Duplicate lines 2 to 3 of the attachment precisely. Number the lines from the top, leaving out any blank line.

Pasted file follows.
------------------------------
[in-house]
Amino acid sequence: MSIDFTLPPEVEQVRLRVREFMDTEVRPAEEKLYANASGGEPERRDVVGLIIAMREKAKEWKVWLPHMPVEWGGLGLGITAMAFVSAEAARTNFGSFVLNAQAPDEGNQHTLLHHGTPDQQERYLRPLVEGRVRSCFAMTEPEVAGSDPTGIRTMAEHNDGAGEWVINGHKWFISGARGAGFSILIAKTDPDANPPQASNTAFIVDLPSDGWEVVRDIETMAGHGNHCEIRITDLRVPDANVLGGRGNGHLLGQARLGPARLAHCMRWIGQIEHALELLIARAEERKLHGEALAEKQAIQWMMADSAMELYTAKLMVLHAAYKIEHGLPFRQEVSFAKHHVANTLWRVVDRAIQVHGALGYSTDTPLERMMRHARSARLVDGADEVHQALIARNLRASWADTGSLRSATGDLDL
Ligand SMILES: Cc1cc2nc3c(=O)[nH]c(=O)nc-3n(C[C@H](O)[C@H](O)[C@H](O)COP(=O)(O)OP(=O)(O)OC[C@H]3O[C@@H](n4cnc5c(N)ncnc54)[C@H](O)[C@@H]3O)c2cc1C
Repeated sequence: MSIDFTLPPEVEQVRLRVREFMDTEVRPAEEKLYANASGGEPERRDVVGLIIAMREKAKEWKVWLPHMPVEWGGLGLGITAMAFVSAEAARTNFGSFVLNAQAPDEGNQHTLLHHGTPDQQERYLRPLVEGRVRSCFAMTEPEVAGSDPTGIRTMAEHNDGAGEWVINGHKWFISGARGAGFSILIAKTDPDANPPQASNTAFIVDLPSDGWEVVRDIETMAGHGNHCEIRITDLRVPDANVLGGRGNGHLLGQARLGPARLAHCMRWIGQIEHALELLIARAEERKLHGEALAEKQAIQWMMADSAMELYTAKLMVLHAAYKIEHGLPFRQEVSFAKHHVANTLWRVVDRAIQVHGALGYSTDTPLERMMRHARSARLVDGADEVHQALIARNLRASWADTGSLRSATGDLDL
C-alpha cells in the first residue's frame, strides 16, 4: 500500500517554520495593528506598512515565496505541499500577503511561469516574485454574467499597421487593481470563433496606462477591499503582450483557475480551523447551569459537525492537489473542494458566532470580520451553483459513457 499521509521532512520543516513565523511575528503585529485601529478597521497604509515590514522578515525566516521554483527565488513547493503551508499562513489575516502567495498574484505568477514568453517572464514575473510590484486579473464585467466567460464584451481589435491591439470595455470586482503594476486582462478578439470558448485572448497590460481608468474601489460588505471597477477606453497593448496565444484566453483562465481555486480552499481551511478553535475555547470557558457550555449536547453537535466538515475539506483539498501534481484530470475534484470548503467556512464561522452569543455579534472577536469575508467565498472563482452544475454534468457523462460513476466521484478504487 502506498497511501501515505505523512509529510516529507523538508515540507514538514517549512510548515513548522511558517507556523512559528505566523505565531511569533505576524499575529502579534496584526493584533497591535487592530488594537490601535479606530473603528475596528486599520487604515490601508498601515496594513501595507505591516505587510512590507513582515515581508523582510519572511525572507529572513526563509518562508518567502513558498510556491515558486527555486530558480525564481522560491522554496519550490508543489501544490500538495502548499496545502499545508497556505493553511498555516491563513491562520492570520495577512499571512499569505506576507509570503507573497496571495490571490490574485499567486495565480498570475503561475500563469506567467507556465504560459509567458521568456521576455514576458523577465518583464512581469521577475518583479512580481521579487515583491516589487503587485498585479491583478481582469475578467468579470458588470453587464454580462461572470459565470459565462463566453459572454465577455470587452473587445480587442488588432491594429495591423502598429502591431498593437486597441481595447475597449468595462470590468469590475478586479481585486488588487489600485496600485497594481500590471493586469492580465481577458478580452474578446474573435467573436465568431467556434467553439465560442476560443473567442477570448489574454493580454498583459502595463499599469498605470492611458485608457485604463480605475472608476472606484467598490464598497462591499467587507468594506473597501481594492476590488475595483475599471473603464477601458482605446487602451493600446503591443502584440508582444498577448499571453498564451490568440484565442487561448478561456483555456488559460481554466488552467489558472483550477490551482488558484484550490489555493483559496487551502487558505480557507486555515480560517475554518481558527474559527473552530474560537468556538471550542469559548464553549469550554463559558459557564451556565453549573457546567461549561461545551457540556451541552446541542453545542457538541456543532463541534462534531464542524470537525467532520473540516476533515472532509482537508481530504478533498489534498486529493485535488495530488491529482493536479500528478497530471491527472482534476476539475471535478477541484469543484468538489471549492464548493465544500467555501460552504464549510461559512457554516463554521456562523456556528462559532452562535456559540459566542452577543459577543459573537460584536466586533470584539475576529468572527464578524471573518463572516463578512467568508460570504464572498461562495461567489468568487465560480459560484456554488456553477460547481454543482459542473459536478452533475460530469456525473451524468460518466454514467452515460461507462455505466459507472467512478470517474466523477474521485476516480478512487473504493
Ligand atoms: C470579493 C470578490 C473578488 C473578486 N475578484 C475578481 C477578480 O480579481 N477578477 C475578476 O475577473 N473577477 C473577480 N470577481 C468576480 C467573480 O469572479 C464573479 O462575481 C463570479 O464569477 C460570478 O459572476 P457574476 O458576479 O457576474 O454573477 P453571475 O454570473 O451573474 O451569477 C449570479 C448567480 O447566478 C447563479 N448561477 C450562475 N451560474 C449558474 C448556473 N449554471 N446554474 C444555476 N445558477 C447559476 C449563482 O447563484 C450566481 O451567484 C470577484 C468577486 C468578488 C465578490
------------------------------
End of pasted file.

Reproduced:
Amino acid sequence: MSIDFTLPPEVEQVRLRVREFMDTEVRPAEEKLYANASGGEPERRDVVGLIIAMREKAKEWKVWLPHMPVEWGGLGLGITAMAFVSAEAARTNFGSFVLNAQAPDEGNQHTLLHHGTPDQQERYLRPLVEGRVRSCFAMTEPEVAGSDPTGIRTMAEHNDGAGEWVINGHKWFISGARGAGFSILIAKTDPDANPPQASNTAFIVDLPSDGWEVVRDIETMAGHGNHCEIRITDLRVPDANVLGGRGNGHLLGQARLGPARLAHCMRWIGQIEHALELLIARAEERKLHGEALAEKQAIQWMMADSAMELYTAKLMVLHAAYKIEHGLPFRQEVSFAKHHVANTLWRVVDRAIQVHGALGYSTDTPLERMMRHARSARLVDGADEVHQALIARNLRASWADTGSLRSATGDLDL
Ligand SMILES: Cc1cc2nc3c(=O)[nH]c(=O)nc-3n(C[C@H](O)[C@H](O)[C@H](O)COP(=O)(O)OP(=O)(O)OC[C@H]3O[C@@H](n4cnc5c(N)ncnc54)[C@H](O)[C@@H]3O)c2cc1C